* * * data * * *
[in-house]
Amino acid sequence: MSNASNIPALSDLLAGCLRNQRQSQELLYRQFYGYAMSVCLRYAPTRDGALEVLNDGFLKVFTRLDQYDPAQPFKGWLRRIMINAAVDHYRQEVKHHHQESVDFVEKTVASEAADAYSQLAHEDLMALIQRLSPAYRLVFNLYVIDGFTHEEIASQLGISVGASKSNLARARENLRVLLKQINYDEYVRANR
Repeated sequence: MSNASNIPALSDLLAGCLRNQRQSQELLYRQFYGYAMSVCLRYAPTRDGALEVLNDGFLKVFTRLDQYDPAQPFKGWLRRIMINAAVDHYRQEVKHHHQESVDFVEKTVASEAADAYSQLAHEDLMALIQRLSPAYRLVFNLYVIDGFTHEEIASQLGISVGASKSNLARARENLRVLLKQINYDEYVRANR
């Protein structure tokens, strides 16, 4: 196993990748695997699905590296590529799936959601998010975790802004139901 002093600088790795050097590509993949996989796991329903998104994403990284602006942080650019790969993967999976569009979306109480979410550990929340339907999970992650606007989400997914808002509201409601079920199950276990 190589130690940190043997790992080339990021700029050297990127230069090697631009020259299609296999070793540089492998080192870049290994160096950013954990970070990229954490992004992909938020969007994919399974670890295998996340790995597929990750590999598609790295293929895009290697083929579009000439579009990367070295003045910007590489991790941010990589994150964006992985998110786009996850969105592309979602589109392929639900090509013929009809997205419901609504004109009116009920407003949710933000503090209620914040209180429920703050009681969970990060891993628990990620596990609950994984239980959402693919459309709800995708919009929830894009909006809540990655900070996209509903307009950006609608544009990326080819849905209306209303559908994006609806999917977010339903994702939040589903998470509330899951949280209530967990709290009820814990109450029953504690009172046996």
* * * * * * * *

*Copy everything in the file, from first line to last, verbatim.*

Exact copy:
[in-house]
Amino acid sequence: MSNASNIPALSDLLAGCLRNQRQSQELLYRQFYGYAMSVCLRYAPTRDGALEVLNDGFLKVFTRLDQYDPAQPFKGWLRRIMINAAVDHYRQEVKHHHQESVDFVEKTVASEAADAYSQLAHEDLMALIQRLSPAYRLVFNLYVIDGFTHEEIASQLGISVGASKSNLARARENLRVLLKQINYDEYVRANR
Repeated sequence: MSNASNIPALSDLLAGCLRNQRQSQELLYRQFYGYAMSVCLRYAPTRDGALEVLNDGFLKVFTRLDQYDPAQPFKGWLRRIMINAAVDHYRQEVKHHHQESVDFVEKTVASEAADAYSQLAHEDLMALIQRLSPAYRLVFNLYVIDGFTHEEIASQLGISVGASKSNLARARENLRVLLKQINYDEYVRANR
């Protein structure tokens, strides 16, 4: 196993990748695997699905590296590529799936959601998010975790802004139901 002093600088790795050097590509993949996989796991329903998104994403990284602006942080650019790969993967999976569009979306109480979410550990929340339907999970992650606007989400997914808002509201409601079920199950276990 190589130690940190043997790992080339990021700029050297990127230069090697631009020259299609296999070793540089492998080192870049290994160096950013954990970070990229954490992004992909938020969007994919399974670890295998996340790995597929990750590999598609790295293929895009290697083929579009000439579009990367070295003045910007590489991790941010990589994150964006992985998110786009996850969105592309979602589109392929639900090509013929009809997205419901609504004109009116009920407003949710933000503090209620914040209180429920703050009681969970990060891993628990990620596990609950994984239980959402693919459309709800995708919009929830894009909006809540990655900070996209509903307009950006609608544009990326080819849905209306209303559908994006609806999917977010339903994702939040589903998470509330899951949280209530967990709290009820814990109450029953504690009172046996």